From the mid-1980s to September 2003, the inflation-adjusted price of a barrel of crude oil on NYMEX was generally under $25/barrel. During 2003, the price rose above $30, reached $60 by 11 August 2005, and peaked at $147.30 in July 2008. Commentators attributed these price increases to many factors, including the falling value of the U.S. dollar, reports from the United States Department of Energy and others showing a decline in petroleum reserves worries over peak oil, Middle East tension, and oil price speculation.
For a time, geo-political events and natural disasters indirectly related to the global oil market had strong short-term effects on oil prices, such as North Korean missile tests, the 2006 conflict between Israel and Lebanon, worries over Iranian nuclear plans in 2006, Hurricane Katrina, and various other factors. By 2008, such pressures appeared to have an insignificant impact on oil prices given the onset of the global recession. The recession caused demand for energy to shrink in late 2008, with oil prices falling from the July 2008 high of $147 to a December 2008 low of $32. Oil prices stabilized by October 2009 and established a trading range between $60 and $80.
According to informed observers, OPEC, meeting in early December 2007, seemed to desire a high but stable price that would deliver substantial needed income to the oil producing states, but avoid prices so high that they would negatively impact the economies of the oil consuming nations. A range of 70–80 dollars a barrel was suggested by some analysts to be OPEC's goal.
Some analysts point out that major oil exporting countries are rapidly developing; and because they are using more oil domestically, less oil may be available on the international market. This effect, outlined in the export land economic model, could significantly reduce the oil available for trade and cause prices to continue to rise. Particularly significant are Indonesia (which is now a net importer of oil), Mexico and Iran (where demand is projected to exceed production in about 5 years), and Russia (whose domestic petroleum demand is growing rapidly).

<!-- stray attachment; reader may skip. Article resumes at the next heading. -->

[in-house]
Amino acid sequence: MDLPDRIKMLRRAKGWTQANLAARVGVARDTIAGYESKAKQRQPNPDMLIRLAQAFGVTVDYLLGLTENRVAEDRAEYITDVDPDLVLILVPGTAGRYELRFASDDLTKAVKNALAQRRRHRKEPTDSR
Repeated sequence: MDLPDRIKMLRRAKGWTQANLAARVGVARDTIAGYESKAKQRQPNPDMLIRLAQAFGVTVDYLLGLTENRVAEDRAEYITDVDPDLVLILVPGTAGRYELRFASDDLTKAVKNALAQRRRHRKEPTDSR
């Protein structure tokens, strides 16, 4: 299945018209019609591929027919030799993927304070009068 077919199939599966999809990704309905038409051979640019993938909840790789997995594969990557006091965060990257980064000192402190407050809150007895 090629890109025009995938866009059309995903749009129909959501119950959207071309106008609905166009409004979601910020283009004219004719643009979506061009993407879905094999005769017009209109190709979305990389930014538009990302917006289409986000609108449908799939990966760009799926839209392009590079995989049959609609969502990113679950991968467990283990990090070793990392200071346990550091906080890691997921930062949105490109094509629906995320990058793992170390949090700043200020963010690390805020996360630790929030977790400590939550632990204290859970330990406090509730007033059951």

In May 2008, T. Boone Pickens, an influential oil investor who believes the world’s oil output is about to peak, predicted oil prices would hit $150 a barrel by the end of the year. “Eighty-five million barrels of oil a day is all the world can produce, and the demand is 87 m,” Mr Pickens said in an interview with CNBC. “It’s just that simple.”
In June 2008, Alexei Miller, head of Russian energy giant Gazprom, warned that the price of oil is likely to hit $250 a barrel sometime in 2009. Miller said that while speculation had played a role in oil prices, "this influence was not decisive." Bloomberg reported that, as of mid-June, "At least 3,008 options contracts have been purchased giving holders the right to buy oil at $250 a barrel in December."
Also in June 2008, Shukri Ghanem, head of Libya's National Oil Corporation, said: "I think it [the oil price] will go higher. That is a trend that will continue for some time. The easy, cheap oil is over, peak oil is looming."
On 26 June 2008, OPEC President Chakib Khelil said in an interview: "I forecast prices probably between $150–170 during this summer. That will perhaps ease towards the end of the year." Iran's OPEC governor Mohammad-Ali Khatibi predicts that the price of oil would reach $150 a barrel by the end of this summer.
Near-term peak oil proponent Matthew Simmons predicts a rise to $300 a barrel or higher by 2013 as sweet crude petroleum becomes more scarce and major producers begin failing to meet demand.
In November, as prices fell below $60 a barrel, the IEA warned that falling prices may create both a lack of investment in new sources of oil and a fall in production of more expensive unconventional reserves such as the oil sands of Canada. The IEA's chief economist warned, "Oil supplies in the future will come more and more from smaller and more difficult fields," meaning that future production requires more investment every year. A lack of new investment in such projects, which had already been observed, could eventually cause new and more severe supply issues than had been experienced in the early 2000s according to the IEA. Because the sharpest production declines had been seen in developed countries, the IEA warned that the greatest growth in production was expected to come from smaller projects in OPEC states, raising their world production share from 44% in 2008 to a projected 51% in 2030. The IEA also pointed out that demand from the developed world may have also peaked, so that future demand growth was likely to come from developing nations such as China, contributing 43%, and India and the Middle East, each about 20%).